Wednesday, July 27, 2011

Classic Rock.....

Let me explain...One day Cari asked me why I don't do much with our sons.  I said, I do plenty with Doug and Todd, ask them. Cari and I were both turning 50 that January.  It was right before Thanksgiving and I was trying desperately to think of something that would be really classy for her and also to prove to her that my sons and I have a tight relationship.  We secretly got together and in 4 hours recorded this Classic Rock masterpiece.
video

I'm still working out the bugs on this idea.  A record album coffee table.  It's harder to build than it looks.  But in this one I put all the old records that I grew up with.  It's fun to look at it and go back in time playing almost every song over in your mind.  Those were the days.

Tuesday, July 26, 2011

Until We Meet Again....

Leah Tanner Cardon
June 28, 1919-July 16, 2011
Leah Tanner Cardon, 92, of Farmington, a lifetime resident of San Juan County, passed away of natural causes on Saturday, July 16, 2011. She died peacefully in her home, with characteristic dignity and grace, surrounded by members of her loving family. Leah was born June 28, 1919, in Kirtland, the third child of Donald and Mamie Taylor Tanner.

In spite of losing her mother in a tragic accident when Leah was 9 years old, she flourished in the small town atmosphere of Kirtland, supported by many relatives and friends.

When her father married Ruth McGee, the family moved to Allison, Colo., where he operated a flour mill. Leah continued her education in Allison until she reached the 9th grade. In order to finish high school, she moved back to Kirtland, where she lived with her beloved Aunt Peg and Uncle Hugh Foutz and their family.

In 1937, she graduated with honors from Central High School. As was the case with most Central High students, the educator who made the greatest impact on her life was Mrs. Grace B. Wilson. From Mrs. Wilson, Leah gained a life-long love of literature and the cultural arts, which she passed on to her children.

In 1940, Leah served as a full-time missionary for the Church of Jesus Christ of Latter-day Saints in the Eastern Canadian Mission. She later attended the business college in Albuquerque.

Shortly after the end of World War II, on April 3, 1946, she and Robert M. ""Bob"" Cardon were married in the Idaho Falls Temple. Leah and Bob were married for 54 years. Together, they raised a family of eight children. This proved to be her greatest mission in life. She was an extraordinary mother and grandmother. Her posterity love and honor her name and her example.

Leah was a good citizen, avidly involved and interested in the welfare of the country. She served as an outstanding and well-loved teacher in the LDS church. Leah particularly enjoyed teaching teenagers within the Seminary Education system.

Leah was a blend of humor, intellect, modesty, courage, and deep personal spiritual strength. A friend to all, especially to the elderly, she served wherever she saw a need. Her quiet ""behind the scenes"" acts of service have left a legacy that will never be forgotten.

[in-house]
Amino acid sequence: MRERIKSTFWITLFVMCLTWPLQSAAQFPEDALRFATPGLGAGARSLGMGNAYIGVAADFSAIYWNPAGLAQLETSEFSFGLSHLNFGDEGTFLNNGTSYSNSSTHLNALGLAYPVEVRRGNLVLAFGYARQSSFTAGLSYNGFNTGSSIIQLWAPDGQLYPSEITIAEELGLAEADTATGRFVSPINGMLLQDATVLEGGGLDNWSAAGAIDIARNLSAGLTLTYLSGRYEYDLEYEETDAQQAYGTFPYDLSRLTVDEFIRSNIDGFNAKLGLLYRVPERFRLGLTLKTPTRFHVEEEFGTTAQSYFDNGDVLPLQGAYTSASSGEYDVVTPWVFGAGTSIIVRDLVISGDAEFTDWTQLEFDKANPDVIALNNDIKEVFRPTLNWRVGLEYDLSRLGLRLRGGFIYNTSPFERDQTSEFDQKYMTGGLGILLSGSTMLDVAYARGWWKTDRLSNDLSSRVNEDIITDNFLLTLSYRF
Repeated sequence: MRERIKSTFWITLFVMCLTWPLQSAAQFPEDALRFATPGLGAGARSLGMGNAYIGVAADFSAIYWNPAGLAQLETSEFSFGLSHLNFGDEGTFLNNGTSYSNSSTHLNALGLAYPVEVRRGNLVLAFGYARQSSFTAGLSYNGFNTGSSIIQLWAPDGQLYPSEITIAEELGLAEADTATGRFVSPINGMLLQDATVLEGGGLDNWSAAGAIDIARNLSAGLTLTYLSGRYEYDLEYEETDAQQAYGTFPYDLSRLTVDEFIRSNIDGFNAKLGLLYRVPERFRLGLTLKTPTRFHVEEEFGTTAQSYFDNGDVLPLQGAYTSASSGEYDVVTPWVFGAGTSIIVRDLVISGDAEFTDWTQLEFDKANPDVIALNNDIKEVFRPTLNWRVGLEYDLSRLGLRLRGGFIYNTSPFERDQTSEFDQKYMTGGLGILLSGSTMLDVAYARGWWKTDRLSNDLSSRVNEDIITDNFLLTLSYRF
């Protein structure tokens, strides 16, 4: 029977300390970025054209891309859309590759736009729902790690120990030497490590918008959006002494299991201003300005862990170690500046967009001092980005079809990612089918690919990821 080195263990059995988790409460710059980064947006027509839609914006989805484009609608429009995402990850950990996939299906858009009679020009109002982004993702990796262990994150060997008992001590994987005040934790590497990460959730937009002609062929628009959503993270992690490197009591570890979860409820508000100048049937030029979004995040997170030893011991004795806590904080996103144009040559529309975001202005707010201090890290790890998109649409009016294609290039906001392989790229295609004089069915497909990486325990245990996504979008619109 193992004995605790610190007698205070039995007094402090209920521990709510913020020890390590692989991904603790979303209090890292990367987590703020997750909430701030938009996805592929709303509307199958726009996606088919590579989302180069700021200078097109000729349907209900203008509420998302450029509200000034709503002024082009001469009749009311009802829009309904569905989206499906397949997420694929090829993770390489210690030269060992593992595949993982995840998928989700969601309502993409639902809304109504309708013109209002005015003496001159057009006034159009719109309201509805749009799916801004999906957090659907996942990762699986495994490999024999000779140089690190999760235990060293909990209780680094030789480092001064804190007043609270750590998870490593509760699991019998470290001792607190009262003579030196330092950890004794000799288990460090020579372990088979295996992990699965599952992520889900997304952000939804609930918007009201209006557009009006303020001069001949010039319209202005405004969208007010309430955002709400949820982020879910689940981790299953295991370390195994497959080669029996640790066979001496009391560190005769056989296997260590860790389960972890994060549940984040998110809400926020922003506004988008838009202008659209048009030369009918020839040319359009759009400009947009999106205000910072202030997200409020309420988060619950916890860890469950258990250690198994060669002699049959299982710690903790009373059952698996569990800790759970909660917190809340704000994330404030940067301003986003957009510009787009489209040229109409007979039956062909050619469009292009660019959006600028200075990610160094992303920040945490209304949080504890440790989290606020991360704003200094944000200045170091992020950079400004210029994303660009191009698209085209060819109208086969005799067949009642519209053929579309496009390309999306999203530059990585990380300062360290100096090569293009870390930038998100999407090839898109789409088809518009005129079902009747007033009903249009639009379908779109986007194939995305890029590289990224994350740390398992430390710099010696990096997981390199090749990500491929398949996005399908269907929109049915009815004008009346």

Leah was preceded in death, on July 25, 2000, by her husband, Robert M. Cardon; and, on Jan. 13, 1991, by her son, Robert D. (Butch) Cardon; her parents, Donald and Mamie Taylor Tanner, brothers, Wayne, Harold, Halworth and Tommy Tanner; sisters, Marie Tanner, Helen Tanner Stradling and Ramona Tanner; maternal grandparents, Elmer Franklin Taylor and Mary Steele Taylor; paternal grandparents, Joseph Baldwin and Nora Foutz Tanner; and one great-grandchild, Luke Cardon.

Leah is survived by her sons, Doug Cardon and wife, Jan, Sam Cardon and wife, Tammy, Jim Cardon and wife, Cari; daughters, Pam Jones and husband Wes, Diane Smith, Kathie Kempton and husband, Greg, and Peggy Avery and husband, Ron; brothers, Colin Tanner, Dave Tanner, Jim Tanner and Steve Tanner; daughter-in-law, Elizabeth Richardson; sisters, Ann Tanner and Donna Tanner; 39 grandchildren, 68 great-grandchildren and five on the way; and many dear friends.

Friends and family may call from 6 to 8 p.m. Friday, July 22, at Brewer, Lee & Larkin Funeral Home, 103 E. Ute St. in Farmington.

Funeral services for Leah will be held at 11 a.m. Saturday, July 23, at The Church of Jesus Christ Latter-day Saints, 400 W. Apache St., Apache Building, with Chris Herman conducting.

Leah will then be interred next to her husband at the Kirtland-Fruitland Cemetery.

Pallbearers are Leah's grandsons, Garrett Jones, Adam Cardon, Matt Smith, Cardon Kempton, Paul McPherson, Tyler Cardon, Doug Cardon and Nathan Kempton.

Honorary pallbearers are Leah's other grandsons Mike Jones, Ben McPherson, Jess Smith, Dallas Smith, Jacob Smith, Michael Smith, Matt Cardon, Luke Jones, Todd Cardon, Taylor Kempton and Ethan Richardson.

The Cardon family wishes to thank Northwest New Mexico Hospice and Home Care for the kindness shown to their mother.

The family requests that in lieu of flowers memorial contributions be made in Leah's memory to Northwest New Mexico Hospice, 608 Reilly Ave., Farmington, NM 87401.

Those who wish to send condolences to the family may do so at www.danielsfuneral.com.